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Board grants parole to Myrtle Chapman murderer

The Tennessee Board of Parole voted to grant the parole of Jerry Carpenter, who murdered Myrtle Chapman 34 years ago with an ax.

KNOXVILLE, Tennessee — The Tennessee Board of Parole has decided to grant parole to Jerry Carpenter, who murdered Myrtle Chapman 34 years ago with an ax.

Director of Communications for the Board, Melissa McDonald, confirmed the information to 10News Monday.

McDonald said there are conditions to the parole, however. She said Carpenter must secure a halfway house or approved release plan.

RELATED: Board denies parole for Myrtle Chapman murderer

He must have no contact with the victim's family. He has also been referred to a forensic social worker to assess his transitional needs.

Court documents show in 1985 Carpenter had stolen money from Chapman's store, and Chapman had confronted him about it. He later returned to Chapman’s store with the ax.

"It's not like a death you get over. It just keeps on going," Chapman's sister Judy Shores said. "And now he’s done so wonderful in prison they’re going to reward him and let him out to walk the streets -- giving him a second chance. But she didn’t have a second chance."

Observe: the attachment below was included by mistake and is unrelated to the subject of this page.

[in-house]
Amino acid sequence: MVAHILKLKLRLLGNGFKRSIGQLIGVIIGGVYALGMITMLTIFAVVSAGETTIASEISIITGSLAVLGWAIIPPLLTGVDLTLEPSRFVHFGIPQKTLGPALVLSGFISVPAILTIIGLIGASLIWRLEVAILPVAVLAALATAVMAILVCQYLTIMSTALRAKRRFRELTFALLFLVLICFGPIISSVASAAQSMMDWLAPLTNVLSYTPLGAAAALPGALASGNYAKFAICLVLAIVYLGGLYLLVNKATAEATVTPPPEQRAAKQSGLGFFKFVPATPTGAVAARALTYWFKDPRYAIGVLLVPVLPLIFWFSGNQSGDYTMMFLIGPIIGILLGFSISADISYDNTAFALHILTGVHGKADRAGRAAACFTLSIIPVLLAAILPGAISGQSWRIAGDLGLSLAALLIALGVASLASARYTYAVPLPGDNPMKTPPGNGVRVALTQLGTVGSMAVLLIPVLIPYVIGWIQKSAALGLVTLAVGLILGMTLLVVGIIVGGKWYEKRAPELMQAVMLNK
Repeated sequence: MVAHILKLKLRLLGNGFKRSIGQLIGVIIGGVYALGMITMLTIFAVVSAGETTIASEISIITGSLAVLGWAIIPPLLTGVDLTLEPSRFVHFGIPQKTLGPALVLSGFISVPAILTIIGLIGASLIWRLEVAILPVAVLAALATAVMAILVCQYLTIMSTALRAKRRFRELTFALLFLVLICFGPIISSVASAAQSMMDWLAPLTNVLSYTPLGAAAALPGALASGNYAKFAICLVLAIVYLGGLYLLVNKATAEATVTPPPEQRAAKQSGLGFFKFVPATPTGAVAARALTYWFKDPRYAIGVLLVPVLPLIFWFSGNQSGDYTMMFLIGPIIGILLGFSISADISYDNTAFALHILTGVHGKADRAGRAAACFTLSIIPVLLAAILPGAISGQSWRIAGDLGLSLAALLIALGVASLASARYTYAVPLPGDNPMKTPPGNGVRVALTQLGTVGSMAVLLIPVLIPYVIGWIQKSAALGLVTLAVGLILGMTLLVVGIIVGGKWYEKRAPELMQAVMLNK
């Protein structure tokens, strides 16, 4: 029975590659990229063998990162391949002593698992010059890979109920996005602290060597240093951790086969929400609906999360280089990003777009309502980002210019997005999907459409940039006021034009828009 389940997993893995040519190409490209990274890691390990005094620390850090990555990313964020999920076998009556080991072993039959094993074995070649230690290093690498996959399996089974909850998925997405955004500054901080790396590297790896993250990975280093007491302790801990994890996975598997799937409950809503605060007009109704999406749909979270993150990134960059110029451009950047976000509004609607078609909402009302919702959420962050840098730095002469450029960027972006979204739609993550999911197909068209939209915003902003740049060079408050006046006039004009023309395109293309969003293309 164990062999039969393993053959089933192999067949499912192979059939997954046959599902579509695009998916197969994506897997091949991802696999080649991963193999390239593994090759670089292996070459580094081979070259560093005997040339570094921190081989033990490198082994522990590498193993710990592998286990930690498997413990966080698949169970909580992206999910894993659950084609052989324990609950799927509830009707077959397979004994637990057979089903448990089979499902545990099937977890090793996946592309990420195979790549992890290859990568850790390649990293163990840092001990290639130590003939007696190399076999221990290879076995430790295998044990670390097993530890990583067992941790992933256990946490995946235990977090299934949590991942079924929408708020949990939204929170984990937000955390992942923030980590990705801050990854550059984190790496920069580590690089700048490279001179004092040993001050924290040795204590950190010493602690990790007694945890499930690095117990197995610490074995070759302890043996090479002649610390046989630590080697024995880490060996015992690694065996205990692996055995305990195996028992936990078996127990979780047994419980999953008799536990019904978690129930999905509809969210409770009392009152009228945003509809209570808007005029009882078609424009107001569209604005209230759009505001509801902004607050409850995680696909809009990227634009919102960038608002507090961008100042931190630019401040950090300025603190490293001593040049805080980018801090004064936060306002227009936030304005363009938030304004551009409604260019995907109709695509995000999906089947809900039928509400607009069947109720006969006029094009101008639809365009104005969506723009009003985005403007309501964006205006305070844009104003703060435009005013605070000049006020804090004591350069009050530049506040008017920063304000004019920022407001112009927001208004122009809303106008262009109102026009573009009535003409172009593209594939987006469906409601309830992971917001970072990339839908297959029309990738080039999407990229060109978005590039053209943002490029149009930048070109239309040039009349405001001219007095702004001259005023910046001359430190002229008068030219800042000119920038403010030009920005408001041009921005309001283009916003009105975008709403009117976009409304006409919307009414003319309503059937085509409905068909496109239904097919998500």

At a previous parole hearing in 2016, Carpenter argued for parole.

He said he is 'a changed man' and not the same person who killed Chapman.

"The pain that I caused the Chapman family and my own family will never go away," Carpenter said, speaking through a TV screen.

The Chapman family doesn't believe he is a different person.

"I don't see how that's possible. I just don't think that they could do enough for you to be a changed person," Chapman's sister Wanda Martin said.

RELATED: Family continues to fight to keep convicted killer behind bars

Martin said Carpenter changes his story during every parole hearing.

Carpenter has faced and been denied parole three times prior to that June 2016 hearing in 2007, 2010 and 2013.

He will now be under the supervision of the Department of Correction.

He will not be released immediately, pending paperwork completion. McDonald said that process would likely take a few weeks.